The 16th annual Fantasia Film Festival is finally over in Montreal. It’s been a long three weeks, packed with horror movies, some good, others not so much. Overall it was a great year for the festival with over 160 films playing from a wide variety of backgrounds. Although it would be ideal to write full reviews, it would take way too many days, and way too many cups of coffee. What follows is my final round of mini-reviews for Fantasia 2012 including Despite The Gods, Grabbers, Game Of Werewolves, and Under The Bed.
DESPITE THE GODS
A few years ago, Jennifer Lynch, son of the inimitable David Lynch, set off on a journey to Bollywood to film Hisss, a film about a snake god who turns into a girl, who turns into a snake. As you can imagine, the Indian film industry is nothing like the American film industry, and Lynch finds out the hard way. Despite The Gods documents Lynch’s hellish time on set through over a grueling 8 months. Throughout her time in India, she dealt with constant weather delays, a lazy cast and crew, and the troubling issue of being a woman in a position of power.
Despite The Gods captures Lynch’s time in India fantastically, showing both her time on set, and her private life behind closed doors in equal measure. Lynch is completely unabashed in front of the camera, and she’s not afraid to speak her mind, shout, or break into tears. You really get a sense of her personal ups and downs as well as a glimpse into Bollywood culture. The doc goes a little too far into the sensitive subject of “our way of filmmaking in America is right, yours is wrong” while never fully breaching that offensive line. Despite The Gods is almost, almost an apology for Hisss.
Grabbers is an incredibly fun flick that nods at big productions like Jurassic Park and Alien, while staying in touch with modern horror comedies like Slither. Director John Wright offers a cheerful, Lovecraft-inspired tale packed with laughs from beginning to end.
Grabbers is set in a small Irish coast town and follows Garda Lisa Nolan (Ruth Bradley) who is placed in the town for a brief two week duty. Her partner, Garda Ciarán O’Shea (Richard Colye), is a lousy drunk who can barely get his ass to work, while the rest of the townsfolk enjoy the simple things in life. Shit hits the fan in the peaceful town when an alien beast begins to reign terror. Tiny facehugers and massive Cthulhu-like monsters invade the land in a search for blood. These are mean creatures, and the only way to stop them is to get blindingly drunk.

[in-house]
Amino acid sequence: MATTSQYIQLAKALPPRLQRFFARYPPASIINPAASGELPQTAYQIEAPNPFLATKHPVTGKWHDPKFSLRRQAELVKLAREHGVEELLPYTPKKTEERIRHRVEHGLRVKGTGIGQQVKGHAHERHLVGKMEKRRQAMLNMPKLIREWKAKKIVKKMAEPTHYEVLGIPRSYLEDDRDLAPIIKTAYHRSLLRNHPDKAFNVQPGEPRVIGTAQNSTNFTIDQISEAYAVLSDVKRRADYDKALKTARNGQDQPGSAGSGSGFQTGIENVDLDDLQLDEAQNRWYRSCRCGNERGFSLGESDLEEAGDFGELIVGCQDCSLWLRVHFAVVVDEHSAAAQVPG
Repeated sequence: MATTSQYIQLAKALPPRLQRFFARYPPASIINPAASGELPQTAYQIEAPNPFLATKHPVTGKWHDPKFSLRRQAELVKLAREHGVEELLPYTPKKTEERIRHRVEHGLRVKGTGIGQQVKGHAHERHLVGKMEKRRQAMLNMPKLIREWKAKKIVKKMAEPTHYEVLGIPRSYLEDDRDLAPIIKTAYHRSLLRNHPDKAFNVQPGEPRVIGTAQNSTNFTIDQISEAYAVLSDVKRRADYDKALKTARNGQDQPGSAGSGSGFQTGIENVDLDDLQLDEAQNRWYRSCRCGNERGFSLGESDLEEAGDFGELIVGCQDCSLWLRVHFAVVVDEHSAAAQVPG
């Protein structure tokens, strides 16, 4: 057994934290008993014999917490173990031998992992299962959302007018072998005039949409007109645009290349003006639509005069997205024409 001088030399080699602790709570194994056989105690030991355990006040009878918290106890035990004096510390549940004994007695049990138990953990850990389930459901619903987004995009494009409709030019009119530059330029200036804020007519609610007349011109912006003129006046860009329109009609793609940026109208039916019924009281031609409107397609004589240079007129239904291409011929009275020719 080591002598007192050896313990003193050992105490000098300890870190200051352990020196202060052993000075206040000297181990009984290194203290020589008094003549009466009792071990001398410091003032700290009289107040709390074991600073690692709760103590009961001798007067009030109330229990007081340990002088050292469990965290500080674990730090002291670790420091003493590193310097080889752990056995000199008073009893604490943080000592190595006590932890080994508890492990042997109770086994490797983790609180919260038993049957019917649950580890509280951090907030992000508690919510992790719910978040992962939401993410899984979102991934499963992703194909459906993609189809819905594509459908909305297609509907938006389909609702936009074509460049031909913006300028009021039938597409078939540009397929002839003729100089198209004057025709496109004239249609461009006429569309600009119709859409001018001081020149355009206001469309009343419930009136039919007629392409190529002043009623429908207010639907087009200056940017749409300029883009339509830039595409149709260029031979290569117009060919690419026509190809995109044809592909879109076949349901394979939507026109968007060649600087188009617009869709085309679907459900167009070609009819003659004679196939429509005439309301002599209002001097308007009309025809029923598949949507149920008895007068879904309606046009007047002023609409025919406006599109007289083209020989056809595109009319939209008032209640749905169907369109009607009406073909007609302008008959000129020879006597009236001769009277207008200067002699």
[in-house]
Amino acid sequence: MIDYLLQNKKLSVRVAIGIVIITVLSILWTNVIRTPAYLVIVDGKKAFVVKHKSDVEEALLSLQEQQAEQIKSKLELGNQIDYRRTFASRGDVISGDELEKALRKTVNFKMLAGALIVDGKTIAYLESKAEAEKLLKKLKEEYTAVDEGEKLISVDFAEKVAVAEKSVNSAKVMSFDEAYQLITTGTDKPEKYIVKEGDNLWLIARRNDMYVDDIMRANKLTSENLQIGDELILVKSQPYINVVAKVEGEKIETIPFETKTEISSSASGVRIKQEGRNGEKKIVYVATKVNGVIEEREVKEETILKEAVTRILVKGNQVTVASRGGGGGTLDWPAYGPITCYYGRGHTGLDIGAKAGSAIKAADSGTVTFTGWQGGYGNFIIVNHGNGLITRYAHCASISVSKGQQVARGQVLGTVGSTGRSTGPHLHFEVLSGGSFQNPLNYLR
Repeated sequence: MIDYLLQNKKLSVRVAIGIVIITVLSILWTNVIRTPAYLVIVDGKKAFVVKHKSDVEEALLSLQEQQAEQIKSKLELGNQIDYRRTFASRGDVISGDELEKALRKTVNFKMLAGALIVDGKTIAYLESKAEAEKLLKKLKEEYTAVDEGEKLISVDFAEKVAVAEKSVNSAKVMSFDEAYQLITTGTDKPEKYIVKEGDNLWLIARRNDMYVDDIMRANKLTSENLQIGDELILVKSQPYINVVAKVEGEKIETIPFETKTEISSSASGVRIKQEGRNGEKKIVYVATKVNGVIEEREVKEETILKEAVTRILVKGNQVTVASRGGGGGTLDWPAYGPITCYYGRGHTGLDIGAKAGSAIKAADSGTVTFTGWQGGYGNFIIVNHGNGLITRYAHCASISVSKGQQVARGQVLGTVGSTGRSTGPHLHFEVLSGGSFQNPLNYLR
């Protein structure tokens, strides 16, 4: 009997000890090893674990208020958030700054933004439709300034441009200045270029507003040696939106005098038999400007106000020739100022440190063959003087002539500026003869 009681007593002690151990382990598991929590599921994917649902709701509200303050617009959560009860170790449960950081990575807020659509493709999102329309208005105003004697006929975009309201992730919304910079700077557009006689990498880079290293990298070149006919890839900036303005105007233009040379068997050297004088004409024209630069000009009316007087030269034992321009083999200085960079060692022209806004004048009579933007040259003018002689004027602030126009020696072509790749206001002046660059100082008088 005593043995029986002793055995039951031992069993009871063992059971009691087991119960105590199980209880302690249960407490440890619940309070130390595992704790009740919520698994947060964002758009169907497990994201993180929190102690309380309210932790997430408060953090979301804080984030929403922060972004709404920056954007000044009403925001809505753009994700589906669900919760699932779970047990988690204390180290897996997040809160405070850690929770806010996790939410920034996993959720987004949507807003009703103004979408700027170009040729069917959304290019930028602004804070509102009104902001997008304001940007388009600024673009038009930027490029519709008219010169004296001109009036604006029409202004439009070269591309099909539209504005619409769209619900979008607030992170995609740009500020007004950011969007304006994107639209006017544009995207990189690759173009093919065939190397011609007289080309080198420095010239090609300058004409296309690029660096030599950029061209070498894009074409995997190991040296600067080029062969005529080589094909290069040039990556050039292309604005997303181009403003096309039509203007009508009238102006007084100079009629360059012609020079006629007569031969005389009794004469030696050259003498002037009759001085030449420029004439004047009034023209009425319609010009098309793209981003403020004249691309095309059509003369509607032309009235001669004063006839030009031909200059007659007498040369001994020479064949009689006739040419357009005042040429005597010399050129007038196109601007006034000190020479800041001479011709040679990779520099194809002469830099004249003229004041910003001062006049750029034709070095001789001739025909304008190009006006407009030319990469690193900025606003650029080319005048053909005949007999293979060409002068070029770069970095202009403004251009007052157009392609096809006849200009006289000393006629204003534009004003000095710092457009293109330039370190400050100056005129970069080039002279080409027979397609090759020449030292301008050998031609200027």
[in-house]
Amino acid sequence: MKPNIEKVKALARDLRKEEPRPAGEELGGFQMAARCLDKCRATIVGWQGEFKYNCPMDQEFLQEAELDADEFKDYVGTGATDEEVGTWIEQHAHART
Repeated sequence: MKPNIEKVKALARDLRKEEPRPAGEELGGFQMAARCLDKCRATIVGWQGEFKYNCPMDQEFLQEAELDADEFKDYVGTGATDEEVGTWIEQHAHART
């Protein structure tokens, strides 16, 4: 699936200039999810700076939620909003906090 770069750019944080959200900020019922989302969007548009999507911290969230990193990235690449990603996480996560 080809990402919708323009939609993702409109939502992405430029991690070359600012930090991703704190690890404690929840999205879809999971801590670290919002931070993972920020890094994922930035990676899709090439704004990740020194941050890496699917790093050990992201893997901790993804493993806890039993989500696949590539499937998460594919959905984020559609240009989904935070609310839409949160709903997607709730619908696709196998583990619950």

Much of the humor comes from the town’s passive response to these vampiric monsters: get as drunk as possible because blood with high alcohol levels is poisonous to the creatures. Grabbers is a refined film, with picturesque wide-angle shots of the landscape, and awesome CGI work on the monsters that give it a polished look. Grabbers is the kind of lighthearted horror we need more of.
GAME OF WEREWOLVES
Game Of Werewolves is a remarkable horror satire that pleasantly evokes Sean of the Dead. This Spanish horror farce is chock full of references to classic werewolf movies offering plenty of gut-busting laughs. The film follows Tomas, who returns to his tiny hometown as an adult to begin writing his new novel. With his fat and loveable friend by his side, they uncover a werewolf curse that has plagued the small town for centuries. The town desperately attempts to sacrifice Tomas to the lone werewolf that lives underneath the foundations of the town. Things are out of the frying pan and into the fire as the entire town becomes infected by the werewolf curse.
Werewolves are hard to take seriously, mostly due to the fact that it’s hard to make them look realistic on screen. You either need a huge CGI budget, or a great costume team. Game of Werewolves uses this to its advantage. There is no CGI, which I love, and the werewolves are just dudes in costume, which makes everything all the more hilarious. The story is captivating, and director/writer Juan Martínez Moreno delivers a wicked werewolf comedy that American audiences will adore.
UNDER THE BED
Under The Bed is produced by your very own BD co-owners, Mr. Disgusting and Killbot, and thus it would be hard for me to give it a full review from an unbiased standpoint. However, I can tell you that the world premiere of Under The Bed sold out at Fantasia and audiences loved it. Under the Bed is loaded with nostalgia, paying tribute to family horror by the likes of Gremlins and Are You Afraid Of The Dark. Steven C. Miller has a talent for making low budget movies look absolutely massive and I have a feeling BD readers who grew up watching 80s and 90s horror will dig this one.
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